18-04-2023  14:30
IASF - Sala EXPO e Stanza virtuale a questo link https://meet.google.com/wwp-prxt-xdz
Prof. Cesare Chiosi - Universita' degli Studi di Padova

We have recently suggested that the combination of the scalar virial theorem (M_s ∝ R_eσ^2) and the L = L′_0σ^β law, with L′_0 and β changing from galaxy to galaxy (and with time), can provide a new set of equations valid for investigating the evolution of early-type galaxies (D’Onofrio & Chiosi 2022). These equations are able to account for the tilt of the Fundamental Plane and to explain the observed distributions of early-type galaxies in all its projections. 

We analyze the advantages offered by those equations, derive the β and L′_0 parameters for real and simulated galaxies, and demonstrate that, according to the value of β, galaxies can move only along some permitted directions in the fundamental plane projections. Then, we show that simple galaxy models that grow in mass by infall of gas and form stars with a star formation rate depending on the stellar velocity dispersion nicely reproduce the observed distributions of early-type galaxies in the Fundamental Plane projections and yield βs that agree with the measured ones.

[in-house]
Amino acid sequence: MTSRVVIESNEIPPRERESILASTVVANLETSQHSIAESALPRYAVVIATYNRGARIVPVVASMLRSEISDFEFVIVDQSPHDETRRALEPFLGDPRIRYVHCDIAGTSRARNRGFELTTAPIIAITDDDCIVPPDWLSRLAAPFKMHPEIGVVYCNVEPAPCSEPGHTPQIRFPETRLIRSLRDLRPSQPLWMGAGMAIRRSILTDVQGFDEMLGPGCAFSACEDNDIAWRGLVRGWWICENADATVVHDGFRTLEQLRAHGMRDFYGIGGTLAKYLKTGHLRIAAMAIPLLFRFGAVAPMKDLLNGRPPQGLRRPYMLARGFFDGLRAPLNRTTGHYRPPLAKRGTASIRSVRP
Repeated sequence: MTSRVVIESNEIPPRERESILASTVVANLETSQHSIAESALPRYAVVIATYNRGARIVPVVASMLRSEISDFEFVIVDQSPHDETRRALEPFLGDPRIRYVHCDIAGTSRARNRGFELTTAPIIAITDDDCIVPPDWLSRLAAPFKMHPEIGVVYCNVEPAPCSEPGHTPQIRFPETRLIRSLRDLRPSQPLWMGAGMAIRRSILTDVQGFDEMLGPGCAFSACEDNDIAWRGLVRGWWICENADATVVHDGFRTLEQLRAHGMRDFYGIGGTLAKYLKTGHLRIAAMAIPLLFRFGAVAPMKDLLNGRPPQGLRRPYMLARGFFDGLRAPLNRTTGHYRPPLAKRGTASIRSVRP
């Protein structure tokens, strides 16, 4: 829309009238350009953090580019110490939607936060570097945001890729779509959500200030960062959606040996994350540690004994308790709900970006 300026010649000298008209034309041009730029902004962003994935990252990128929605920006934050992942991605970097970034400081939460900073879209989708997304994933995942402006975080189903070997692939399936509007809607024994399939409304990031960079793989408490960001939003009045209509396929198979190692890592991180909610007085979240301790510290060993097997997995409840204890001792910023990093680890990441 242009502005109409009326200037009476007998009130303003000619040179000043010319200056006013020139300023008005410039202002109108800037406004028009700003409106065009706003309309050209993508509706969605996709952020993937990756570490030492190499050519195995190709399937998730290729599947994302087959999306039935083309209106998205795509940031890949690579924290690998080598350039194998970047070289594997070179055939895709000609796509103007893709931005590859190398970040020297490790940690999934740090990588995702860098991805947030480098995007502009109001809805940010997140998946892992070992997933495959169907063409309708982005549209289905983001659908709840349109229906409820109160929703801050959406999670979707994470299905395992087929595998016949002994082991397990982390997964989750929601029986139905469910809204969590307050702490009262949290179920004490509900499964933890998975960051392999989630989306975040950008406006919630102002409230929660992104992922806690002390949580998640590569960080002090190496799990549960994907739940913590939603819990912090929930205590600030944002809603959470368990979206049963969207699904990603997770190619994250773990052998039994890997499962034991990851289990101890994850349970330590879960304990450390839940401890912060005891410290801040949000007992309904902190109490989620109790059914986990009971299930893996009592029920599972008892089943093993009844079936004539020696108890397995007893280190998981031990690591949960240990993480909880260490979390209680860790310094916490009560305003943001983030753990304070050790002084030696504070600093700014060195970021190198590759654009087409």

We derive the mutual relationships among the stellar mass, effective radius, velocity dispersion, and luminosity of early type galaxies as a function of β and calculate the coefficients of the Fundamental Plane. Then, using the simple infall models, we show that the star formation history of early-type galaxies is compatible with the σ-dependent star formation rate, and that both positive and negative values of β are possible in a standard theory of galaxy evolution.

The parameter β(t) offers a new view of the evolution of early-type galaxies. In brief, i) it gives a coherent interpretation of the Fundamental Plane and of the motions of galaxies in its projections; ii) it is the fingerprint of their evolution; iii) it measures the degree of virialization of early-type galaxies; iv) and finally it allows us to infer their evolution in the near past.

Scaling Relations: a new framework for understanding the evolution of early-type galaxies
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